Desires, according to Schopenhauer, lead to more desires. The initial desire, in the first place was fed to you by the influence of family, peers, and society. The quest of materialistic abundance in form of wealth, property, accolades, comes in steps. Desire leads to a sense of motivation towards achieving it, motivation leads to expectation of a happy ending. You chase after A, either achieve A or fail to achieve A. Failure leads to sadness, discouragement, helplessness, which you realise. Success in achieving A leads to a moment of happiness, and the outer appearance, is led to chase after B, since the will is a rabid phenomenon, it just wants to exhibit entropy. It’s not naturally led in a certain direction, it’s outer appearance was rather conditioned to be led in a certain direction. I would like to bring back the point that the inner nature of the world is aimless striving.

Schopenhauer’s pessimism arises from his thought process of realising that the will’s access to one outer appearance, is either not long enough to put an end to the will’s rabid movement or the rabid movement is in itself infinite. Hence, the concept of ultimate peace and satisfaction in a normal life or as he called it, outer appearance of the will, stands null and void.

So, is a desire-less life, the way to break out of the loop of momentary satisfaction followed by a longer spell of dissatisfaction, or is it better to not even realise that such a loop exist?

To clarify the latter, I would say, if you’re reading this, you were already aware of it, or were made aware through this.

To come to the former, Schopenhauer says no. He argues that another important factor which come into play with a desire-less living is boredom. If we are lucky enough to satisfy our basic needs, such as hunger and thirst, then in order to escape boredom we develop new needs for luxury items, such as alcohol, tobacco or fashionable clothing. Hence, the existence of a long-lasting satisfaction is just a façade.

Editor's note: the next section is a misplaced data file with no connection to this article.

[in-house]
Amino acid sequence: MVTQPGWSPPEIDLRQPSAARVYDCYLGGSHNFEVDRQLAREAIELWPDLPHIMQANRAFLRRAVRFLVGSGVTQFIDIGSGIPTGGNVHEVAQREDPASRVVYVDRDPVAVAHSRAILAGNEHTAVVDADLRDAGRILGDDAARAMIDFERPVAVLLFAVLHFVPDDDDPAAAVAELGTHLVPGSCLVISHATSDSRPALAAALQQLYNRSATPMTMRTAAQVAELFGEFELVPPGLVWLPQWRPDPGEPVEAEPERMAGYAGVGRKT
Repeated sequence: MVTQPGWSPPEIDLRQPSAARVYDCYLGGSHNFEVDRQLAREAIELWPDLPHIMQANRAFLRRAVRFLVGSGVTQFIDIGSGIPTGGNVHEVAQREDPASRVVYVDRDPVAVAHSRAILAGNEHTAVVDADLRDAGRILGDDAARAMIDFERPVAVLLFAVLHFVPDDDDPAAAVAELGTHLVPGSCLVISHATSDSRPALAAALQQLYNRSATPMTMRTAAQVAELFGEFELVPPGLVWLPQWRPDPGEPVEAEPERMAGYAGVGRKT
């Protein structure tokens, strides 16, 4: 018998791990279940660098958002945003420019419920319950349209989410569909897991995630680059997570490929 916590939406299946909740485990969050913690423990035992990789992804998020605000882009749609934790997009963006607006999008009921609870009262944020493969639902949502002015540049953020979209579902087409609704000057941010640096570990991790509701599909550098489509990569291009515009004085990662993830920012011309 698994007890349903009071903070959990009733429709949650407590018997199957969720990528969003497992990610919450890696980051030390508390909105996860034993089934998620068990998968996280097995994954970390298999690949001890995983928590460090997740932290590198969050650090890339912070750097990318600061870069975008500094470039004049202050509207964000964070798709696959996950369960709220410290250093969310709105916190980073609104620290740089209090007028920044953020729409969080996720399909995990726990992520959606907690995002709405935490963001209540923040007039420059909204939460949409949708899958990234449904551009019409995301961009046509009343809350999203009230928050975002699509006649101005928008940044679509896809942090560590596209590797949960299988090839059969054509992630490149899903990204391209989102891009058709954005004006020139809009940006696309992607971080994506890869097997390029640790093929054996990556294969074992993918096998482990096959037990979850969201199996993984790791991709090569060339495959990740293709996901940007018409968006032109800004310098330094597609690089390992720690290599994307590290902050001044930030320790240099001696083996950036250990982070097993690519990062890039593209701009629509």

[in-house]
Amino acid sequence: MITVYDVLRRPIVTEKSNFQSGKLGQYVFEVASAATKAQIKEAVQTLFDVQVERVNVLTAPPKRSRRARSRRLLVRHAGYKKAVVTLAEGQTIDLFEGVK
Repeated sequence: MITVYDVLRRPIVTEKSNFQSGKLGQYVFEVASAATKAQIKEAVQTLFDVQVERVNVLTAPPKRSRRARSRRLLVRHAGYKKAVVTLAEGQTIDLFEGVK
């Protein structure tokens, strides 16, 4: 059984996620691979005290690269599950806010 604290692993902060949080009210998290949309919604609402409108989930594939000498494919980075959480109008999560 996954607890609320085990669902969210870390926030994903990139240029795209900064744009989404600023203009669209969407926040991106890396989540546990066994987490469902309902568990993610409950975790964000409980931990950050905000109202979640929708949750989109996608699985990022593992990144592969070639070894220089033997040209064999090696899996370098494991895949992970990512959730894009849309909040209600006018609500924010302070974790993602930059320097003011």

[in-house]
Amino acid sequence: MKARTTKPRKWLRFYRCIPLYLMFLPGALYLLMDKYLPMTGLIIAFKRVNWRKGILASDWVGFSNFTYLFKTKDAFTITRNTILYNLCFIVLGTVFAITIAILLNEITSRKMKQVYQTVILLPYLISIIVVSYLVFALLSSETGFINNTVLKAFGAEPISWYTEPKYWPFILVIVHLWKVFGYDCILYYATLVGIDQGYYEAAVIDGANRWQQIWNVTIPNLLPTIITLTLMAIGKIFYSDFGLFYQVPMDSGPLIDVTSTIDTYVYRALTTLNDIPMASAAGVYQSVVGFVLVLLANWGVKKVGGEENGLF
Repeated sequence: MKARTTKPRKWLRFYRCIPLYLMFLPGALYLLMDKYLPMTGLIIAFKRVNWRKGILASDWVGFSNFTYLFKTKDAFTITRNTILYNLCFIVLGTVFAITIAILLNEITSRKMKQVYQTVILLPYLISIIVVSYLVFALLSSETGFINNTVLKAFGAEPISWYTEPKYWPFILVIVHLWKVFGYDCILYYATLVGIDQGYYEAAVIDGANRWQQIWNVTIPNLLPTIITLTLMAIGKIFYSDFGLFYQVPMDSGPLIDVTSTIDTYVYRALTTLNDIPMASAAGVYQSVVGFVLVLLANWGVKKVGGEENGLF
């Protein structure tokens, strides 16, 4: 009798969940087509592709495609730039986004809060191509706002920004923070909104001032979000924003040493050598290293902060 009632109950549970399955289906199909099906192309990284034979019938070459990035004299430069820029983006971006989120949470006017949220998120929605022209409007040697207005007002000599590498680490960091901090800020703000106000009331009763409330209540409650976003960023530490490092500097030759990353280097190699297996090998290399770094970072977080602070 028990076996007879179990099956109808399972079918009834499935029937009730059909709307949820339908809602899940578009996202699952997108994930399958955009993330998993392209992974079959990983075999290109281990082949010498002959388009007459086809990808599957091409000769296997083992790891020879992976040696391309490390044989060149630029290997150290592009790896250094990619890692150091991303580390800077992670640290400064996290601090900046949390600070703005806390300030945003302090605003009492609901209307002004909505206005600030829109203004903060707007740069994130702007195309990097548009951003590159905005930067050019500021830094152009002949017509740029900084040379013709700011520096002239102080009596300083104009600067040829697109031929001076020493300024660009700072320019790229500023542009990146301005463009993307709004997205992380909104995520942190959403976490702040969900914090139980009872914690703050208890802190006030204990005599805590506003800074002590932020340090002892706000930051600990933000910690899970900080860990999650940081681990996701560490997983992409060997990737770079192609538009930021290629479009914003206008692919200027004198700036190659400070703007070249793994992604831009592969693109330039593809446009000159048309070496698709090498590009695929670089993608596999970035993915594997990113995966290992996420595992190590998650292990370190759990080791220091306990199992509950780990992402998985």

‘life swings back and forth like a pendulum between pain and boredom’.

From his observation of the world, Arthur disregarded Leibniz’s optimistic point of view that the world we’re living in is the best optimal outcome. He observed that the world, which is a common place for all wills to exist with the outer appearances is pitted against each other. From feeding off of other life forms while fighting for supremacy to the human nature of competing against each other to be more ‘successful’ than the other, we’re all thrown towards pain and suffering through the cycle of satisfaction and longer dissatisfaction without rationalising the routes of mutual benefit or co-existence.

Due to the influence of Vedas, Upanishads, and Buddhist lifestyle, Schopenhauer seeked temporary relief from pain and suffering in minimalism, an aesthetic experience as he called it, ironically desiring a life of seeking as much as required and not giving in to the rabid movements of will. Art and philosophy were another solution to Arthur’s pessimistic lifestyle. His aesthetics, went on to inspire a series of romantics, philosophers, and, artists, trying to encapsulate his state of mind to colours and words.

Do I agree with Schopenhauer’s philosophy? Probably not. Do I want to agree? Definitely not. Arthur himself never disregarded the existence of happiness. He merely argued that the natural nature of existence is of pain and suffering with tints of happiness while we’ve been kept devoid of this reality. A happy ending to Schopenhauer’s train of philosophy could have been finding solace in the world of suffering, but probably he didn’t desire it.

Schopenhauer does get to you. He can play with your mind. I wouldn’t want that for anyone reading this. According to Nietzsche, suffering is not just something that happens to us, it is bound up in who we are as creatures that grow and change: “all becoming and growing,” Nietzsche wrote, “all that guarantees the future, postulates pain.” To take joy in the future means willing the destruction of the present. Tragic art teaches us that something beautiful can be made out of even the worst suffering. It does not take away our pain, but it teaches us how that suffering can be part of a greater whole.

Where Schopenhauer wants to hide from the time-bound character of existence, Nietzsche suggests we embrace “the joy of becoming.”

While a doomer is nothing but helpless, being blissfully ignorant feels greatly unimaginable to me and destructible at the same time. While doomer crawled its way to memes, 4chan had also produced a less-referenced being of exceptional character- bloomer. That’s something to look into.